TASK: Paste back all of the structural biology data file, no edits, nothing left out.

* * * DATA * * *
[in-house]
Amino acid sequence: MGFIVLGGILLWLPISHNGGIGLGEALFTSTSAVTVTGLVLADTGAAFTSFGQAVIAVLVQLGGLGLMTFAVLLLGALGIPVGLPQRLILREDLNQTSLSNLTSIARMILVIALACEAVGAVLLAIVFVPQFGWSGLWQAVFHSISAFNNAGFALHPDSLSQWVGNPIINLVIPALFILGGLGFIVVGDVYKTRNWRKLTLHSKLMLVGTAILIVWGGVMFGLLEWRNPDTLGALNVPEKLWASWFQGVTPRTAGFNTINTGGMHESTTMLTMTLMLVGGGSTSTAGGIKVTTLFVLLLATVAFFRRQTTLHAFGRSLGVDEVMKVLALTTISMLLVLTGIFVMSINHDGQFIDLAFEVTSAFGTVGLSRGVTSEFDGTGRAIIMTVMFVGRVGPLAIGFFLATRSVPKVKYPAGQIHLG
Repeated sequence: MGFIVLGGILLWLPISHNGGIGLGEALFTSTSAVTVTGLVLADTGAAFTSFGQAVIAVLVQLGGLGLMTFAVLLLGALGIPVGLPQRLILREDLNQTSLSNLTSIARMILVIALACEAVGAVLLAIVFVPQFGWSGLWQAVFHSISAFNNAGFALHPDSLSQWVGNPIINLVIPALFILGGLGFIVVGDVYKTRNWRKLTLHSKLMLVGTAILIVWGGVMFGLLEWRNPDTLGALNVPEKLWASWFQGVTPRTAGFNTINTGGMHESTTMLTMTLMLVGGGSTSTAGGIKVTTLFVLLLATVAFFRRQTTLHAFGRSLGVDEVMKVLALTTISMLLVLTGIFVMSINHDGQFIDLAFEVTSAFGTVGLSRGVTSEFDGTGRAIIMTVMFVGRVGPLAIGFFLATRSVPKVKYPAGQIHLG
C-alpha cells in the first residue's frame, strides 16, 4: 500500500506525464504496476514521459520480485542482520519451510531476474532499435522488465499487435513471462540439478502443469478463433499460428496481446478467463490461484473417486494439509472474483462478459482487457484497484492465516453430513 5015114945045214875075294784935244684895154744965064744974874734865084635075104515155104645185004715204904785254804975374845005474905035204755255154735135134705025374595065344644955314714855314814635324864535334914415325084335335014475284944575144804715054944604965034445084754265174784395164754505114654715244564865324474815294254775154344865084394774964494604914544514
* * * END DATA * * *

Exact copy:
[in-house]
Amino acid sequence: MGFIVLGGILLWLPISHNGGIGLGEALFTSTSAVTVTGLVLADTGAAFTSFGQAVIAVLVQLGGLGLMTFAVLLLGALGIPVGLPQRLILREDLNQTSLSNLTSIARMILVIALACEAVGAVLLAIVFVPQFGWSGLWQAVFHSISAFNNAGFALHPDSLSQWVGNPIINLVIPALFILGGLGFIVVGDVYKTRNWRKLTLHSKLMLVGTAILIVWGGVMFGLLEWRNPDTLGALNVPEKLWASWFQGVTPRTAGFNTINTGGMHESTTMLTMTLMLVGGGSTSTAGGIKVTTLFVLLLATVAFFRRQTTLHAFGRSLGVDEVMKVLALTTISMLLVLTGIFVMSINHDGQFIDLAFEVTSAFGTVGLSRGVTSEFDGTGRAIIMTVMFVGRVGPLAIGFFLATRSVPKVKYPAGQIHLG
Repeated sequence: MGFIVLGGILLWLPISHNGGIGLGEALFTSTSAVTVTGLVLADTGAAFTSFGQAVIAVLVQLGGLGLMTFAVLLLGALGIPVGLPQRLILREDLNQTSLSNLTSIARMILVIALACEAVGAVLLAIVFVPQFGWSGLWQAVFHSISAFNNAGFALHPDSLSQWVGNPIINLVIPALFILGGLGFIVVGDVYKTRNWRKLTLHSKLMLVGTAILIVWGGVMFGLLEWRNPDTLGALNVPEKLWASWFQGVTPRTAGFNTINTGGMHESTTMLTMTLMLVGGGSTSTAGGIKVTTLFVLLLATVAFFRRQTTLHAFGRSLGVDEVMKVLALTTISMLLVLTGIFVMSINHDGQFIDLAFEVTSAFGTVGLSRGVTSEFDGTGRAIIMTVMFVGRVGPLAIGFFLATRSVPKVKYPAGQIHLG
C-alpha cells in the first residue's frame, strides 16, 4: 500500500506525464504496476514521459520480485542482520519451510531476474532499435522488465499487435513471462540439478502443469478463433499460428496481446478467463490461484473417486494439509472474483462478459482487457484497484492465516453430513 5015114945045214875075294784935244684895154744965064744974874734865084635075104515155104645185004715204904785254804975374845005474905035204755255154735135134705025374595065344644955314714855314814635324864535334914415325084335335014475284944575144804715054944604965034445084754265174784395164754505114654715244564865324474815294254775154344865084394774964494604914544514